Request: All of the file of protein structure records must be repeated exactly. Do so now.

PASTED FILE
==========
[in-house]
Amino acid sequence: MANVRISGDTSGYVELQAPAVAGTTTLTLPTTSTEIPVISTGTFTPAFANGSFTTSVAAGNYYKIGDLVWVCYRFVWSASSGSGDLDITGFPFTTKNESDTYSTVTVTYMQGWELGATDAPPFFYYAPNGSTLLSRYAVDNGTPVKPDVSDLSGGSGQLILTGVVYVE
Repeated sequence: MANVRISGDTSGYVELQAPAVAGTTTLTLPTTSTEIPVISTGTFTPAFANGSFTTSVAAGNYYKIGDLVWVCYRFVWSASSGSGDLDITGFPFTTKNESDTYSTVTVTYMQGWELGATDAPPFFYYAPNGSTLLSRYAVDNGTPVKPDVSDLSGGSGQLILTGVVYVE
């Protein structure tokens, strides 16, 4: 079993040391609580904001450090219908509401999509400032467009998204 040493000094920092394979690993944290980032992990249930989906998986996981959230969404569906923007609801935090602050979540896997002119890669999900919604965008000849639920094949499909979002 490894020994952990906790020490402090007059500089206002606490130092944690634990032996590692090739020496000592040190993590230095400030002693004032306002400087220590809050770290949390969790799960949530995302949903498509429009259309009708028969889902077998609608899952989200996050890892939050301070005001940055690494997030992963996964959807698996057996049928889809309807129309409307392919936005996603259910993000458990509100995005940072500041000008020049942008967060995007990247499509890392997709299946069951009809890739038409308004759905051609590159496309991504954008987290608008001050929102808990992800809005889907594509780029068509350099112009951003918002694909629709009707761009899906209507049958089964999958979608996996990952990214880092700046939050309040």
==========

[in-house]
Amino acid sequence: MANVRISGDTSGYVELQAPAVAGTTTLTLPTTSTEIPVISTGTFTPAFANGSFTTSVAAGNYYKIGDLVWVCYRFVWSASSGSGDLDITGFPFTTKNESDTYSTVTVTYMQGWELGATDAPPFFYYAPNGSTLLSRYAVDNGTPVKPDVSDLSGGSGQLILTGVVYVE
Repeated sequence: MANVRISGDTSGYVELQAPAVAGTTTLTLPTTSTEIPVISTGTFTPAFANGSFTTSVAAGNYYKIGDLVWVCYRFVWSASSGSGDLDITGFPFTTKNESDTYSTVTVTYMQGWELGATDAPPFFYYAPNGSTLLSRYAVDNGTPVKPDVSDLSGGSGQLILTGVVYVE
């Protein structure tokens, strides 16, 4: 079993040391609580904001450090219908509401999509400032467009998204 040493000094920092394979690993944290980032992990249930989906998986996981959230969404569906923007609801935090602050979540896997002119890669999900919604965008000849639920094949499909979002 490894020994952990906790020490402090007059500089206002606490130092944690634990032996590692090739020496000592040190993590230095400030002693004032306002400087220590809050770290949390969790799960949530995302949903498509429009259309009708028969889902077998609608899952989200996050890892939050301070005001940055690494997030992963996964959807698996057996049928889809309807129309409307392919936005996603259910993000458990509100995005940072500041000008020049942008967060995007990247499509890392997709299946069951009809890739038409308004759905051609590159496309991504954008987290608008001050929102808990992800809005889907594509780029068509350099112009951003918002694909629709009707761009899906209507049958089964999958979608996996990952990214880092700046939050309040």